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Elizabeth Warren's trade policy could alienate US trading partners

President Trump has proven how influential the White House is in setting trade policy without Congressional approval through his implementation of tariffs on billions of dollars in goods from China and Europe. Similarly, if Massachusetts Sen. Elizabeth Warren were to win the 2020 election, she’d have wide latitude to pursue her agenda.

At the Democratic debates, Warren – who is among the frontrunners, according to a recent CNN poll – has indicated that she would change trade policy by prioritizing the best interests of American workers. And according to a new note published by Barclays, Warren’s proposals would be a significant shift in U.S. policy.

First, Warren views trade policy as a separate issue from national security, and would introduce an eligibility test for trade agreements with foreign countries that focuses on their labor and human rights, anti-bribery and anti-trafficking, religious freedom and track record for fighting tax evasion. Meaning, if a potential U.S. trade partner, like India or Mexico, doesn’t have adequate anti-trafficking safeguards in place or a poor record on labor rights, Warren wouldn’t do business with them. Future trade agreements would be subject to these pre-conditions and current ones would be renegotiated in order to be in compliance.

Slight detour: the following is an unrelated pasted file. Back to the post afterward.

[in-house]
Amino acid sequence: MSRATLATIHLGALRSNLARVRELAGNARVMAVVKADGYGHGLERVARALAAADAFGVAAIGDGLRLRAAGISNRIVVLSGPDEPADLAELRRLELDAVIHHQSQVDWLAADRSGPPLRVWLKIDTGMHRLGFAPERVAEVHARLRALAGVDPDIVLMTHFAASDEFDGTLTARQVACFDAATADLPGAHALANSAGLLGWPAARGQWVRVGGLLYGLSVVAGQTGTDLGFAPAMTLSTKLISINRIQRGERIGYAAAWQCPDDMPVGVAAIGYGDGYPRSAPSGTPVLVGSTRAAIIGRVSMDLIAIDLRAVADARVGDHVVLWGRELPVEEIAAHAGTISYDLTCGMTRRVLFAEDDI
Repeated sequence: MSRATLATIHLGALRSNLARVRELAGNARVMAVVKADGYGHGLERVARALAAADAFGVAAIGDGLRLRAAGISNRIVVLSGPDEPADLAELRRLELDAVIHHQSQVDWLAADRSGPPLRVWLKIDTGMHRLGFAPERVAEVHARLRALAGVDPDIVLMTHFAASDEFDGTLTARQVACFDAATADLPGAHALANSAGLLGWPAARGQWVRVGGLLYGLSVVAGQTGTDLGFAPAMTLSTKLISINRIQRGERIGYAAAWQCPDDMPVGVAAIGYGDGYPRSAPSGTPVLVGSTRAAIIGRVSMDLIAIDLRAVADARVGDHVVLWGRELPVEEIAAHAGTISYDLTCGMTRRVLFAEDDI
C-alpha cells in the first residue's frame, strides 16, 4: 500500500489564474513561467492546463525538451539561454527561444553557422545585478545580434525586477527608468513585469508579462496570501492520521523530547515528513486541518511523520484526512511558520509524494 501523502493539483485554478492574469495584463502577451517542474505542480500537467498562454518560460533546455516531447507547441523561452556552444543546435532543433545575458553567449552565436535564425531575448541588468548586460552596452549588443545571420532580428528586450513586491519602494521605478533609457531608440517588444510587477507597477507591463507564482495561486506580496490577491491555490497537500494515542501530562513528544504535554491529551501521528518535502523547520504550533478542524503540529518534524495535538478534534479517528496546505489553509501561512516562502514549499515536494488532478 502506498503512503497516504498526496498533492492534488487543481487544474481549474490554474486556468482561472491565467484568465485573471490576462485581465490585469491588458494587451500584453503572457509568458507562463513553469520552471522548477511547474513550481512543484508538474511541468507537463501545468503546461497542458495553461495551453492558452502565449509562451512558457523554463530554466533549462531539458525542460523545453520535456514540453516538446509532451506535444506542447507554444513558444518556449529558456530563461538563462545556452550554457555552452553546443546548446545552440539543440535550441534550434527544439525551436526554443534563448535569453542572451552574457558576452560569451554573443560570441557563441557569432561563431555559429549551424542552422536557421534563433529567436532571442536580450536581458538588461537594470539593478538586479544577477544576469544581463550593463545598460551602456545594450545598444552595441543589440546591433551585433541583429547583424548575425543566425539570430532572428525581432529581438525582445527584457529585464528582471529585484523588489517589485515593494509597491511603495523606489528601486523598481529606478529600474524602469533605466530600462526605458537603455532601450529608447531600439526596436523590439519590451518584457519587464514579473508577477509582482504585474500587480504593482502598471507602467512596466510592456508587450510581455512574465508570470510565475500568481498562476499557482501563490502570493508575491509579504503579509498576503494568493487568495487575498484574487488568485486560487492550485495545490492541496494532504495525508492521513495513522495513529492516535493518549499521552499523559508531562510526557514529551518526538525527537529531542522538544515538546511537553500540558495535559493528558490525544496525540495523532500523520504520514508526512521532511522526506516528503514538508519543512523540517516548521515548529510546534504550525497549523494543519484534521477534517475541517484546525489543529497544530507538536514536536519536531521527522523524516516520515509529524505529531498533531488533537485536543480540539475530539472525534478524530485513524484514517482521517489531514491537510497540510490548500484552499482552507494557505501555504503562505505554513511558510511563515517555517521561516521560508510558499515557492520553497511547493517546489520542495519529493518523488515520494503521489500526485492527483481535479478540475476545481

Democratic presidential candidate Sen. Elizabeth Warren, D-Mass., speaks at a campaign event at Dartmouth College, Thursday, Oct. 24, 2019, in Hanover, N.H. (AP Photo/Elise Amendola)

Climate change would also factor into Warren’s trade policies: her plan would require foreign governments to join the Paris Climate agreement, which the U.S. plans to officially withdraw from on Nov. 4. Included in Warren’s plan is a requirement that countries the U.S. has trade agreements with eliminate all domestic fossil fuel subsidies.

Barclays analyst Shawn Golhar says this condition is unlikely to be met by many countries. Warren’s plans would be counterproductive and “may prove to be too disruptive,” he says.

“If she maintains a firm line with these preconditions… she will likely not be able to strike an agreement with China. In addition she would further tie human rights to trade agreements,” Golhar writes in his report.

They run the risk of making a Warren administration have to “withdraw from every trade agreement where the partner country has some level of subsidies for the fossil fuel industry,” Golhar says.

Warren has said she would not repeal Trump’s tariffs on the first day of her administration. However, by prioritizing labor and human rights while prohibiting all subsidies to fossil fuels in trade policies with China, she may have an even tougher time than Trump in reaching a trade deal.

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